Skip to main content

American Sherlock: Murder, Forensics, and the Birth of American CSI

Review

American Sherlock: Murder, Forensics, and the Birth of American CSI

AMERICAN SHERLOCK offers an intriguing and in-depth look at the career and accomplishments of Edward Oscar Heinrich, one of the United States’ first forensic scientists. Kate Winkler Dawson tells Heinrich’s story through the lens of certain high-profile cases where he provided forensic evidence and often pioneered some new forensic technique, many of which are still in use today. Some of his more prominent cases included the Siskiyou train robbery, the Roscoe “Fatty” Arbuckle trials, and the murder of a priest in Northern California that captivated the nation.

Each chapter opens with a carefully chosen quote from one of Arthur Conan Doyle’s Sherlock Holmes tales that relates to the case Dawson addresses in that particular section. Using this format to tie Sherlock Holmes to the life of Oscar Heinrich is clever and entertaining, especially since the media frequently dubbed Heinrich “America’s Sherlock Holmes.” He solved over 2,000 cases in his career, and Dawson chose to highlight the ones where his contributions were seminal. While most of the cases in the book were solved, one or two have never been closed.

"...an intriguing and in-depth look at the career and accomplishments of Edward Oscar Heinrich... While AMERICAN SHERLOCK surely will appeal to true-crime aficionados, it also will grab the attention of anyone who appreciates a good story."

Heinrich died in 1953, and his son Mortimer waited 16 years to bestow the contents of his laboratory to the University of California at Berkeley, Heinrich’s alma mater where he taught criminology classes for almost 30 years. The materials included case files, evidence, photographs, personal diaries, correspondence and trial transcripts, and he had saved over 100,000 pieces of information.

Due to budget constraints, the collection remained untouched and unsorted for over 50 years until Dawson chose to write a book about Heinrich and requested that UC Berkeley allow her to peruse it. While wading through the massive amounts of info, she examined “pieces from a detonated bomb, a locket owned by a dead woman who was run down by her own car, a lock of hair belonging to an actress who died during an infamous party, and several pistols that required having their firing pins removed by the UC Berkeley police.”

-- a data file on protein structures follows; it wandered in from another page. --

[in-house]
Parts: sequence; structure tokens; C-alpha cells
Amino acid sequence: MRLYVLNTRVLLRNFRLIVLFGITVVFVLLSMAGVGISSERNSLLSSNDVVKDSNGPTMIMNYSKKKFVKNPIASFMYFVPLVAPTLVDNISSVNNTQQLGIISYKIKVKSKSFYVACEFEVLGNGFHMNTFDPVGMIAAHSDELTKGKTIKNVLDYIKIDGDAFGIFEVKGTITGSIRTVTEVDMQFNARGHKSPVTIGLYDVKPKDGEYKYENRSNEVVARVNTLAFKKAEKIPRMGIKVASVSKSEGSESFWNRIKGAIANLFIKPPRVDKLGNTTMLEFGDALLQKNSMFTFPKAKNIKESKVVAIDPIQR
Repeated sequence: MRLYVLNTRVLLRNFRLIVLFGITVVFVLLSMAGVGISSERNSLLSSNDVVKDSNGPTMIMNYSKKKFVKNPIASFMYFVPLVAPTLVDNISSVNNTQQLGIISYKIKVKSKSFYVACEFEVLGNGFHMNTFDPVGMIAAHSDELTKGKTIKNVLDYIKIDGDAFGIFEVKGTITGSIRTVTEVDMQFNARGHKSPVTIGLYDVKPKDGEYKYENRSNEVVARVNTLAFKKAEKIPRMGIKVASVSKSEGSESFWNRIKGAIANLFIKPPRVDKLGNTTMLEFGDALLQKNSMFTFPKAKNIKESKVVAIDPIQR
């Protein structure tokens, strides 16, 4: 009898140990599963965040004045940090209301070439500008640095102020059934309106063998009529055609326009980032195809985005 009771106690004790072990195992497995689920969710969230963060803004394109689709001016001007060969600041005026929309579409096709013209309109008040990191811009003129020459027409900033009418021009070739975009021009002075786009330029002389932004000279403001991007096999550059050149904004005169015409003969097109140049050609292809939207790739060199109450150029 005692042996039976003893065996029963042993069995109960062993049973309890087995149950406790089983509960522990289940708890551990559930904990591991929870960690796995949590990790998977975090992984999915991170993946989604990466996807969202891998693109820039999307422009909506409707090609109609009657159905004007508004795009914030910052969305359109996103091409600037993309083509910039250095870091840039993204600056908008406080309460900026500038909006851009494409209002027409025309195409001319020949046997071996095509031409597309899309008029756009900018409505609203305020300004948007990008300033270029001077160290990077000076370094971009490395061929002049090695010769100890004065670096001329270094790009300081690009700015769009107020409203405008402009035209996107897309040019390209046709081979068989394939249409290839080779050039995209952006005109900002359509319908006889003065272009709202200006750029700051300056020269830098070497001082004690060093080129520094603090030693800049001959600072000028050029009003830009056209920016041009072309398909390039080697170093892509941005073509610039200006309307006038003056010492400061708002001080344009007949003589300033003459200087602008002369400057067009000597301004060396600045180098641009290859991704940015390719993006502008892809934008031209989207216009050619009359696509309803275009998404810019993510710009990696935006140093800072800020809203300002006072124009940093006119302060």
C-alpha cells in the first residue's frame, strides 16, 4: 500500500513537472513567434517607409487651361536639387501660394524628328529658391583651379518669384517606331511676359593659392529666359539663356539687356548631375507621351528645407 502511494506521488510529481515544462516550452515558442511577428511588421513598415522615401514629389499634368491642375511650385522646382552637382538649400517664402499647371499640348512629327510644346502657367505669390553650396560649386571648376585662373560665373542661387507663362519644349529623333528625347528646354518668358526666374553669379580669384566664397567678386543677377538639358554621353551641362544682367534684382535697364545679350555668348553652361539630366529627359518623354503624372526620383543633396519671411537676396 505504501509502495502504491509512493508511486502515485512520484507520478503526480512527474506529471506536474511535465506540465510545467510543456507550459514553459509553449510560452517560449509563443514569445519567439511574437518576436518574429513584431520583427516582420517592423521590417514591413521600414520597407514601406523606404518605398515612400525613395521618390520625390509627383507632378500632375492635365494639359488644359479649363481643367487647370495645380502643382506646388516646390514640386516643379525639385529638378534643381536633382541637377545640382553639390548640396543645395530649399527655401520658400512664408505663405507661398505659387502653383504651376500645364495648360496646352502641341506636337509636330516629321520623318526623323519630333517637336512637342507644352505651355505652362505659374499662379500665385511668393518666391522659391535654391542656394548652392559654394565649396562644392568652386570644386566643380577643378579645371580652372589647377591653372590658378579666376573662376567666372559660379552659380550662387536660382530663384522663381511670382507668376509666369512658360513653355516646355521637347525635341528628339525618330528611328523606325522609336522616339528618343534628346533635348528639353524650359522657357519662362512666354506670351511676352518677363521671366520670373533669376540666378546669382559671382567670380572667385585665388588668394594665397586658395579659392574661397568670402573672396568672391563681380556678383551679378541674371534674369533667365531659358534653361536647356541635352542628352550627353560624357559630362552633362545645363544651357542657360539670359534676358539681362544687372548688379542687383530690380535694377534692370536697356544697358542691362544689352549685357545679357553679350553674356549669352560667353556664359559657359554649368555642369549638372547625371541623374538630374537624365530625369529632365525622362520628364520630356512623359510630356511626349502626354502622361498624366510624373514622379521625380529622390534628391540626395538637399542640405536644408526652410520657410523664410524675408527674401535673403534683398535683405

Dawson provides insight into Heinrich’s personal life as well as his career. Losing his father to suicide when he was just 16 haunted him for the rest of his life. He constantly struggled with balance --- maintaining a good relationship with his wife and children, while also focusing on his work and keeping his business afloat. While he rarely shared private thoughts on his work and his competitors with his family, reporters and colleagues, Heinrich chose to do so with his closest confidant, John Boynton Kaiser. The two men penned letters to each other for decades, and much of what Dawson learned about Heinrich’s innermost thoughts was gleaned from this correspondence.

Heinrich made countless influential contributions to forensic science, including his revolutionary use of a comparative microscope and forensic entomology, and his analysis of trace evidence to solve a crime. His techniques are still studied today and routinely used by investigators across the country. However, he also pioneered a few methods that are less sound, such as handwriting analysis and bloodstain pattern analysis, that had been used for many years but are slowly being phased out because of their unreliability.

While AMERICAN SHERLOCK surely will appeal to true-crime aficionados, it also will grab the attention of anyone who appreciates a good story. In addition to gaining an understanding of early forensic science, readers will be treated to a glimpse into several prominent cases (including Fatty Arbuckle’s numerous trials) and an exploration of the societal issues at play during the relevant time periods.

Reviewed by Cindy Burnett on February 14, 2020

American Sherlock: Murder, Forensics, and the Birth of American CSI
by Kate Winkler Dawson

  • Publication Date: February 11, 2020
  • Genres: Biography, Nonfiction, True Crime
  • Hardcover: 336 pages
  • Publisher: G.P. Putnam's Sons
  • ISBN-10: 0525539557
  • ISBN-13: 9780525539551